Bird baths providing water are not the only type of bath needed and used by wild birds.
There are a couple of other peculiar types of “bathing” needs that wild birds have, let's discover them.
A “dust” bath is an unusual type of “bath”. The very sound of it is a paradoxical statement. Dust is not a term we normally associate with cleansing.
"Dusting" is a very necessary practice for wild birds. Unlike bird baths that hold water, they are not well known to bird watchers.
It is believed that wild birds participate in dust baths to help them get rid of parasites. And just as people use different clays and "mud" to condition their skin this may be a second reason that wild birds use this method of bathing.
A wild bird dust bath is really dry soil that we term “dust”. They perform this bathing ritual by “flinging”, loose dry dirt over themselves. When you observe wild birds “dusting” themselves in this fashion, their actions are not unlike watching them in a bird bath. Testing the “dust” (as if it were water), a little “splashing”, and then full fluttering and carrying on!
You can provide a dust bath, if the birds have not chosen their own location. Simply choose a bare patch of ground, preferably an area that drains well after a rain. Rake the area slightly to loosen the top layer of soil.
The dusting area should be close enough to cover like a bush, so the birds will have a safe place to flee in case a predator arrives on the scene.
It may not be possible though to attract them to a specific location for dust bathing. But if you keep a vigilant watch and notice this practice somewhere in your yard, then providing a little help with raking and cover that they can flee to for protection may encourage "dusters" (the term used for birds that engage in a dust bath) to partake in this interesting activity.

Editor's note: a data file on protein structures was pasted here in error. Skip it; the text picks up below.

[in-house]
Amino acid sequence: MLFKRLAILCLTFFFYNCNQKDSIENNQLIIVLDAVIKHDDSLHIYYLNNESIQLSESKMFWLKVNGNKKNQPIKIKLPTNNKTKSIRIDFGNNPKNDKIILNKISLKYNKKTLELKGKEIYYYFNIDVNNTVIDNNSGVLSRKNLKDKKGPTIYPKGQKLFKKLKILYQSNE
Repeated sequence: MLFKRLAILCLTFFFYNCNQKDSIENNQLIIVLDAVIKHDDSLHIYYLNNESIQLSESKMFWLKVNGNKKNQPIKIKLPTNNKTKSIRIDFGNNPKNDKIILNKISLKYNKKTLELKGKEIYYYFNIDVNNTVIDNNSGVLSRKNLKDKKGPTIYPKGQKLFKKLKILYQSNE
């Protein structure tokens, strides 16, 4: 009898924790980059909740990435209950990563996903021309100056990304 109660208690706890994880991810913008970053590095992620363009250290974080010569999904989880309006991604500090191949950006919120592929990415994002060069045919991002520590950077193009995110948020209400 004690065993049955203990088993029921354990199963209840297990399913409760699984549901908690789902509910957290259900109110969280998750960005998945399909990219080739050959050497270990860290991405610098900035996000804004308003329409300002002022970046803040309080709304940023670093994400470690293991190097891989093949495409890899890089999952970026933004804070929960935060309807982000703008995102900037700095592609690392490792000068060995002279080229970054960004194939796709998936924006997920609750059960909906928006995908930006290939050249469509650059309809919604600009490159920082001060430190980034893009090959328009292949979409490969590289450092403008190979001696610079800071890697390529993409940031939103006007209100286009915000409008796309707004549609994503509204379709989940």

It may help us to understand this seemingly peculiar wild bird habit by comparing it to a human practice. All we have to do to increase our understanding is to add water to the “dust” and talk about a “mud” bath.
Then some light is shed on the matter. There is no way to discover the real benefits of dust baths to birds.
But perhaps, like people who mud bathe to derive a relaxation and cosmetic benefit, our feathered friends too may experience similar gain.
Most wild birds perform dust baths. Here is a California Condor Mom giving her chick a dust bath. It's fascinating to watch this beautifully feathered animal be so tender and loving.
Now lets have a look at 2 other interesting ways birds cleanse themselves other than water bathing and dust baths.
Yes, really! Not for tanning, but for other reasons.
Wild birds can be observed sun bathing at any time of the year. They will find a protected spot, out of the wind and safe from predators. It is often observed that wild birds while sun bathing, appear to be oblivious to what is going on around them. It could be conjectured that they are so enjoying this practice that they loose awareness of their surroundings.
Wild birds will bask in the sun on cool mornings to warm themselves up. Hummingbirds can be observed early in the morning perched on a feeder that is located in the morning sun warming themselves.
Birds will also sit exposed to the sun after a bath to dry off and preen their feathers.
But there are other times when they will perch and spread their wings and tail feathers for what appears to be for the sole purpose of “sun” bathing. They sometimes position themselves in awkward positions to expose different parts of their body to the rays of the sun. They simply just appear to be enjoying the warmth, healing and rejuvenating effects of the suns beams. It is not hard to understand how good that feels!
It is believed wild birds practice anting for a number of reasons, such as another method to help them get rid of parasites.
Ants, as well as other insects secrete a liquid which contains chemicals. One of the chemicals that may be of benefit to the birds is formic acid.
Let me explain.
When a feathered friend feels the need to rid themselves of some pests they will find a dry, safe spot where there are many ants in the area and stand in the midst of the insects and allow them to crawl on their body.
Wild birds have also been observed rolling on top of an ant hill to crush them or picking them up in their bill and then rubbing the insect on their feathers.
It is unclear whether the birds are simply getting rid of the sac that holds the formic acid before eating the insect as the chemical is quite bitter or whether they are purposely applying the chemical on their feathers.
Nevertheless formic acid has properties as a pesticide, anti-fungal and anti-bacterial. These are all medicinal resources that birds could benefit from.
To us this may seem not only an unusual activity but a little on the repulsive side as well. But there are many symbiotic relationships in nature that seem odd but work to the benefit of both participating members. ;)
Some of the information on this page came from eNature.com.